The tide is trying to swallow the perimeter of the bathing pool. A sandstone crescent with rusted handrails three feet high reminding me of Roman ruins and how I imagine my mum’s cell to look. Being in prison has taken the ice out of her words, the wine from her breath. She writes to me every week, but I haven’t replied, afraid that I’ll fail again at playing my role as life-raft. Denial isn’t something I’ve ever been good at, ocean eyes betray my shallows. A final swell erases the blueprint of the bathing pool, leaving only the bars.
Haloed feet bring me to the hem. In the wind I unravel. One thread to hold me here, one for each of my mothers and one to keep the poem running. Cobbles cast themselves at my feet, asking me to dance. A wave retreats, pulling gold ribbons across my feet. The water in me pinches for permission, waiting until a gunshot thunder and teardrops plough across the pink fields leaping to return home. My biology can’t help it. It wants to fall back into the deepest cup, that blue basin spilling over year by year.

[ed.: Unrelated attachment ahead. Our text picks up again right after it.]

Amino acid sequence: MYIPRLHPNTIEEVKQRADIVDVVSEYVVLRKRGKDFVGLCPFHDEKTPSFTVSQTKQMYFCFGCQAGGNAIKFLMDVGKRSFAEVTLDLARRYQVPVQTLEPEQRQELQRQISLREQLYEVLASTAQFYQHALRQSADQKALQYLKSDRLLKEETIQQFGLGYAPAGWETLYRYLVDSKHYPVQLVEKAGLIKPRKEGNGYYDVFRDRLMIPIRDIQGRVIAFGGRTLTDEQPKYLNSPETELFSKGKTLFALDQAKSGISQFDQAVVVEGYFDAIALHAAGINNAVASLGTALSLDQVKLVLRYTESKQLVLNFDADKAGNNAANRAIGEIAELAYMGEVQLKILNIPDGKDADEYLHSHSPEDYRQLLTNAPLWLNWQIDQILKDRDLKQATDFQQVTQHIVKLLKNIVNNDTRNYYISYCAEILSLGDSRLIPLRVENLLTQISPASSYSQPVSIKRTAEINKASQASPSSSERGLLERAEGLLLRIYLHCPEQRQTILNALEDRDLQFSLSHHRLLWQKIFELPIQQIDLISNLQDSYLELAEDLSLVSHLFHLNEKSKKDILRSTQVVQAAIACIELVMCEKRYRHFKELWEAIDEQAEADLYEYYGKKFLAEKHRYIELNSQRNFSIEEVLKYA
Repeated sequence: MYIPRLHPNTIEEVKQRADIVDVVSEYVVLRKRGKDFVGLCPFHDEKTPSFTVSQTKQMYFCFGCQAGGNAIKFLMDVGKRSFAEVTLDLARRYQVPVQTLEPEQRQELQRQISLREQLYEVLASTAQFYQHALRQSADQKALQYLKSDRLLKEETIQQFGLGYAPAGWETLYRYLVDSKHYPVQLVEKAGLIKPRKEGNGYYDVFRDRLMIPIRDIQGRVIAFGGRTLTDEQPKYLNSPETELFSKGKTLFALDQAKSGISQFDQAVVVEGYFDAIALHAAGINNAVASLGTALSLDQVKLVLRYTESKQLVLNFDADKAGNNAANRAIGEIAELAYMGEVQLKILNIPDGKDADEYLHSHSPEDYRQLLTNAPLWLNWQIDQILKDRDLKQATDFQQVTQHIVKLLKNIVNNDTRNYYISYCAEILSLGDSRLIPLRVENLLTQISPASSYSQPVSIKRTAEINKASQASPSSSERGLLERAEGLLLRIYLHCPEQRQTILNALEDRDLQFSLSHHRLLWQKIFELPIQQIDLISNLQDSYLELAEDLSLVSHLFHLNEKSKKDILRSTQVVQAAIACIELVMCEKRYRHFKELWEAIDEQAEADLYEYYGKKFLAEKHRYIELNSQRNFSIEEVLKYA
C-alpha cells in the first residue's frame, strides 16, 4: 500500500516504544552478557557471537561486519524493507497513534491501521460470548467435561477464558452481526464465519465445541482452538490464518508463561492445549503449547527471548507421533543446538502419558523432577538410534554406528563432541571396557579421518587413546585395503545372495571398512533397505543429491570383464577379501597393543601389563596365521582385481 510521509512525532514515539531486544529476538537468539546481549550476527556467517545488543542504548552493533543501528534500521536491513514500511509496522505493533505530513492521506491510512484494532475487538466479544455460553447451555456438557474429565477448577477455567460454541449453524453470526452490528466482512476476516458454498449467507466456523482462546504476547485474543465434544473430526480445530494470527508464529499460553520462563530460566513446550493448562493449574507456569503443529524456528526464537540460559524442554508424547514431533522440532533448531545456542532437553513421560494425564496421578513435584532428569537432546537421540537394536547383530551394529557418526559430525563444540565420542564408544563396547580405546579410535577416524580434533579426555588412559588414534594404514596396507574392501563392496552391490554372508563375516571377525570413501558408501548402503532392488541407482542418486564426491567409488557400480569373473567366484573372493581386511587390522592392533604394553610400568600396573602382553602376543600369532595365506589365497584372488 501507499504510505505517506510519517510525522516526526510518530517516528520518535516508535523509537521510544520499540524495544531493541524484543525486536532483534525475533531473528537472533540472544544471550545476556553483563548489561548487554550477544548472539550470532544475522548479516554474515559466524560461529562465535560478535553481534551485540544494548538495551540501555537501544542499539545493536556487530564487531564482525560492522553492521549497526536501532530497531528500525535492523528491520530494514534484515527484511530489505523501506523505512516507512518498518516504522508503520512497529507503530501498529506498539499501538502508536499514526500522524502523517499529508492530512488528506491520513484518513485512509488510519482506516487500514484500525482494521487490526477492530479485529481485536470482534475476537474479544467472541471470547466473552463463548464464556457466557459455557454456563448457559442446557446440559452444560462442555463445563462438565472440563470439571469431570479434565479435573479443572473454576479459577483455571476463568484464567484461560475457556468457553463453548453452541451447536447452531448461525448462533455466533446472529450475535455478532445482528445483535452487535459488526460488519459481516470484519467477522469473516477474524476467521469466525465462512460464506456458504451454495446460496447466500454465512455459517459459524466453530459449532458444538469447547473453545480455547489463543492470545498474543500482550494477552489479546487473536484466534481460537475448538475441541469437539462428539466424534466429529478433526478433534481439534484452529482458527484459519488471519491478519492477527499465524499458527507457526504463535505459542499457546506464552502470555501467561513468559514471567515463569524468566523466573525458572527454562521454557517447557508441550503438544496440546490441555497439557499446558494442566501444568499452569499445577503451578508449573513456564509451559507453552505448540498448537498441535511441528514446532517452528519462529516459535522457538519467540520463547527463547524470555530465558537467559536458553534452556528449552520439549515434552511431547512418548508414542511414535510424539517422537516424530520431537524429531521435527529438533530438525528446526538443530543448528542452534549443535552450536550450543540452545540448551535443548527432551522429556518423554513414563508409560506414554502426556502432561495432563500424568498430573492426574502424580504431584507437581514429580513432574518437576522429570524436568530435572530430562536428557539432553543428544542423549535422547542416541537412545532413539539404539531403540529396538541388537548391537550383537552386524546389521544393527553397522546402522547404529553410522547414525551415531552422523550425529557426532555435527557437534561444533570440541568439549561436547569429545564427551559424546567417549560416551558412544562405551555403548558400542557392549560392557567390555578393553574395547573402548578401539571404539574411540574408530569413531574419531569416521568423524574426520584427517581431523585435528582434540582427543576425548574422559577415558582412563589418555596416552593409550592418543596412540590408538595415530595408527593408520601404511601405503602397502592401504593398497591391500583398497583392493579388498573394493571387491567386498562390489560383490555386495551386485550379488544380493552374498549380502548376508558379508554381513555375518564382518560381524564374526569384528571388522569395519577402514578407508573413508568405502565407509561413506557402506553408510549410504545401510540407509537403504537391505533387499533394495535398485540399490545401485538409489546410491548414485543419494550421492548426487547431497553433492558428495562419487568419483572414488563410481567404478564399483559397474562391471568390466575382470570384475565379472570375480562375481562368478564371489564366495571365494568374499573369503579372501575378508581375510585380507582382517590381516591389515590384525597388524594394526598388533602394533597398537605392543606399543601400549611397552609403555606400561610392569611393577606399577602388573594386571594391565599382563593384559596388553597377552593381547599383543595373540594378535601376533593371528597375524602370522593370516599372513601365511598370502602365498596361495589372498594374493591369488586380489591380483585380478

Honesty, then. Would I tell her the sea is still trying to adopt me? The territories of motherhood are cruel, as she knows. A boulder-roll of thunder sends a flock of seagulls screeching from the beach. And the waves keep coming, with pebbles hopping water-brained at my ankles. A choreography depicting the softening of stone. Small traumas begging for me to play.